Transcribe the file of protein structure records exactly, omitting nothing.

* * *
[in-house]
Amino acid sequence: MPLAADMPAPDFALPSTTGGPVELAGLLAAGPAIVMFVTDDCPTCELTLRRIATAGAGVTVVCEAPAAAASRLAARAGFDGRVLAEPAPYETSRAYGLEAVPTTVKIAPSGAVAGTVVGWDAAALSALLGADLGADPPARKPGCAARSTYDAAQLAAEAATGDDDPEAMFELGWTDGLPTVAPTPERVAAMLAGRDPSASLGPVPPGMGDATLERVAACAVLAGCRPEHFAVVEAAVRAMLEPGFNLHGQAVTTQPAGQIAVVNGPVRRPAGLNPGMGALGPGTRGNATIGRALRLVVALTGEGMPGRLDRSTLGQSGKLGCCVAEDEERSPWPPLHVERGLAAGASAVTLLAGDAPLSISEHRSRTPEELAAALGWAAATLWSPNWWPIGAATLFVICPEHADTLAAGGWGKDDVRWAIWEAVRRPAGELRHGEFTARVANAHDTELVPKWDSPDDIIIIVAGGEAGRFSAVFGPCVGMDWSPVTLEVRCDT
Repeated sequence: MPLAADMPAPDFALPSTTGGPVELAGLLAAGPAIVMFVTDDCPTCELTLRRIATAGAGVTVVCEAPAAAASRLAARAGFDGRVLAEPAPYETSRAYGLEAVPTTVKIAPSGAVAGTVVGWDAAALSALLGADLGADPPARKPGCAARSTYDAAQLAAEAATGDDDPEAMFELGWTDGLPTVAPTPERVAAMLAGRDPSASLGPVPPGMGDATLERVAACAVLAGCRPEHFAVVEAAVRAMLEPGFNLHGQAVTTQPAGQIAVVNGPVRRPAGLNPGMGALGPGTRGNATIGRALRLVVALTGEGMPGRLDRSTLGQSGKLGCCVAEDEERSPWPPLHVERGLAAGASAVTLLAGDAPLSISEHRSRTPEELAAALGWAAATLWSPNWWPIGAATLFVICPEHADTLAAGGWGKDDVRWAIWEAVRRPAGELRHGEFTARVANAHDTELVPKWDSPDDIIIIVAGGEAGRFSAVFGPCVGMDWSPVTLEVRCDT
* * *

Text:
[in-house]
Amino acid sequence: MPLAADMPAPDFALPSTTGGPVELAGLLAAGPAIVMFVTDDCPTCELTLRRIATAGAGVTVVCEAPAAAASRLAARAGFDGRVLAEPAPYETSRAYGLEAVPTTVKIAPSGAVAGTVVGWDAAALSALLGADLGADPPARKPGCAARSTYDAAQLAAEAATGDDDPEAMFELGWTDGLPTVAPTPERVAAMLAGRDPSASLGPVPPGMGDATLERVAACAVLAGCRPEHFAVVEAAVRAMLEPGFNLHGQAVTTQPAGQIAVVNGPVRRPAGLNPGMGALGPGTRGNATIGRALRLVVALTGEGMPGRLDRSTLGQSGKLGCCVAEDEERSPWPPLHVERGLAAGASAVTLLAGDAPLSISEHRSRTPEELAAALGWAAATLWSPNWWPIGAATLFVICPEHADTLAAGGWGKDDVRWAIWEAVRRPAGELRHGEFTARVANAHDTELVPKWDSPDDIIIIVAGGEAGRFSAVFGPCVGMDWSPVTLEVRCDT
Repeated sequence: MPLAADMPAPDFALPSTTGGPVELAGLLAAGPAIVMFVTDDCPTCELTLRRIATAGAGVTVVCEAPAAAASRLAARAGFDGRVLAEPAPYETSRAYGLEAVPTTVKIAPSGAVAGTVVGWDAAALSALLGADLGADPPARKPGCAARSTYDAAQLAAEAATGDDDPEAMFELGWTDGLPTVAPTPERVAAMLAGRDPSASLGPVPPGMGDATLERVAACAVLAGCRPEHFAVVEAAVRAMLEPGFNLHGQAVTTQPAGQIAVVNGPVRRPAGLNPGMGALGPGTRGNATIGRALRLVVALTGEGMPGRLDRSTLGQSGKLGCCVAEDEERSPWPPLHVERGLAAGASAVTLLAGDAPLSISEHRSRTPEELAAALGWAAATLWSPNWWPIGAATLFVICPEHADTLAAGGWGKDDVRWAIWEAVRRPAGELRHGEFTARVANAHDTELVPKWDSPDDIIIIVAGGEAGRFSAVFGPCVGMDWSPVTLEVRCDT